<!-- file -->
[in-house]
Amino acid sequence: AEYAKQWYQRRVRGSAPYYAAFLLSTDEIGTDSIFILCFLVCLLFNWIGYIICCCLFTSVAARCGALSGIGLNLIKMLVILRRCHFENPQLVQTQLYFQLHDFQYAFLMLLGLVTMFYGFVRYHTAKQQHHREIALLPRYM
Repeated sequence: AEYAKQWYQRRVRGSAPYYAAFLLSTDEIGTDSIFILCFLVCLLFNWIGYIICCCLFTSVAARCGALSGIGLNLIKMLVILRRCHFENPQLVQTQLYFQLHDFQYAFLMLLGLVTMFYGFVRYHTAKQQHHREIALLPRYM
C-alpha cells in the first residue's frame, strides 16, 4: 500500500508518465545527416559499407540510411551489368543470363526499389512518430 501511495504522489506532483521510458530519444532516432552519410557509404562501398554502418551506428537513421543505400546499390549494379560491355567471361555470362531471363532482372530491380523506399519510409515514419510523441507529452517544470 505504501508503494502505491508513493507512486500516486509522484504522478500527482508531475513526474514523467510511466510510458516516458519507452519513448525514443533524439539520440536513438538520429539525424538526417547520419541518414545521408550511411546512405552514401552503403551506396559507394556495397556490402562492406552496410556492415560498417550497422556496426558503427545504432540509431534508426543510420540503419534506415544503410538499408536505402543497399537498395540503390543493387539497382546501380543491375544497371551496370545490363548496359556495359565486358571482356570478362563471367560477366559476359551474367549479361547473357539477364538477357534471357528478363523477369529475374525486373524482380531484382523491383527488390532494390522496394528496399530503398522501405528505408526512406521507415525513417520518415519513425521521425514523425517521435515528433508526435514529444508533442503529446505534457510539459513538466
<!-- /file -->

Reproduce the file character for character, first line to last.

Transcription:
[in-house]
Amino acid sequence: AEYAKQWYQRRVRGSAPYYAAFLLSTDEIGTDSIFILCFLVCLLFNWIGYIICCCLFTSVAARCGALSGIGLNLIKMLVILRRCHFENPQLVQTQLYFQLHDFQYAFLMLLGLVTMFYGFVRYHTAKQQHHREIALLPRYM
Repeated sequence: AEYAKQWYQRRVRGSAPYYAAFLLSTDEIGTDSIFILCFLVCLLFNWIGYIICCCLFTSVAARCGALSGIGLNLIKMLVILRRCHFENPQLVQTQLYFQLHDFQYAFLMLLGLVTMFYGFVRYHTAKQQHHREIALLPRYM
C-alpha cells in the first residue's frame, strides 16, 4: 500500500508518465545527416559499407540510411551489368543470363526499389512518430 501511495504522489506532483521510458530519444532516432552519410557509404562501398554502418551506428537513421543505400546499390549494379560491355567471361555470362531471363532482372530491380523506399519510409515514419510523441507529452517544470 505504501508503494502505491508513493507512486500516486509522484504522478500527482508531475513526474514523467510511466510510458516516458519507452519513448525514443533524439539520440536513438538520429539525424538526417547520419541518414545521408550511411546512405552514401552503403551506396559507394556495397556490402562492406552496410556492415560498417550497422556496426558503427545504432540509431534508426543510420540503419534506415544503410538499408536505402543497399537498395540503390543493387539497382546501380543491375544497371551496370545490363548496359556495359565486358571482356570478362563471367560477366559476359551474367549479361547473357539477364538477357534471357528478363523477369529475374525486373524482380531484382523491383527488390532494390522496394528496399530503398522501405528505408526512406521507415525513417520518415519513425521521425514523425517521435515528433508526435514529444508533442503529446505534457510539459513538466